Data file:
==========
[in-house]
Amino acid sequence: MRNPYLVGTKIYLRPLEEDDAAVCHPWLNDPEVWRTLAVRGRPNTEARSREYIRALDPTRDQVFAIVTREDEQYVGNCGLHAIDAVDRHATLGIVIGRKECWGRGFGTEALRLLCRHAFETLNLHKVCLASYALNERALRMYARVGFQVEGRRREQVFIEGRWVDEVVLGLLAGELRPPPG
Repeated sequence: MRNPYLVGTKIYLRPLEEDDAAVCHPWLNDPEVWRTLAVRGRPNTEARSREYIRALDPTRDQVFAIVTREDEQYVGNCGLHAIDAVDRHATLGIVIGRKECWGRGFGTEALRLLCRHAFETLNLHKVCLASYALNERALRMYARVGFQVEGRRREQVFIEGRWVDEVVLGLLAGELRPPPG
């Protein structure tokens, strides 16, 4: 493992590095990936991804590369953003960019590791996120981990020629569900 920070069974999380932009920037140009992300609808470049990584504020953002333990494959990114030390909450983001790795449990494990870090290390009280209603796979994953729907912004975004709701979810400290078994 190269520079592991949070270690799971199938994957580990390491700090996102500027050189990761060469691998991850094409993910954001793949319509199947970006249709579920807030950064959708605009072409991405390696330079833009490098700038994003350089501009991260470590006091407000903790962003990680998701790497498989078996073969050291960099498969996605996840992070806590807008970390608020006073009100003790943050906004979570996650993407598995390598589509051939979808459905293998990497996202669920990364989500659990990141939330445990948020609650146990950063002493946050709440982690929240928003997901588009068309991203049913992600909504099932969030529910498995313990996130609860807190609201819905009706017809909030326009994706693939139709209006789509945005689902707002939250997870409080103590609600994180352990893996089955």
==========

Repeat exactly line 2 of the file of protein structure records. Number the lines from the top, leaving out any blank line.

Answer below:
Amino acid sequence: MRNPYLVGTKIYLRPLEEDDAAVCHPWLNDPEVWRTLAVRGRPNTEARSREYIRALDPTRDQVFAIVTREDEQYVGNCGLHAIDAVDRHATLGIVIGRKECWGRGFGTEALRLLCRHAFETLNLHKVCLASYALNERALRMYARVGFQVEGRRREQVFIEGRWVDEVVLGLLAGELRPPPG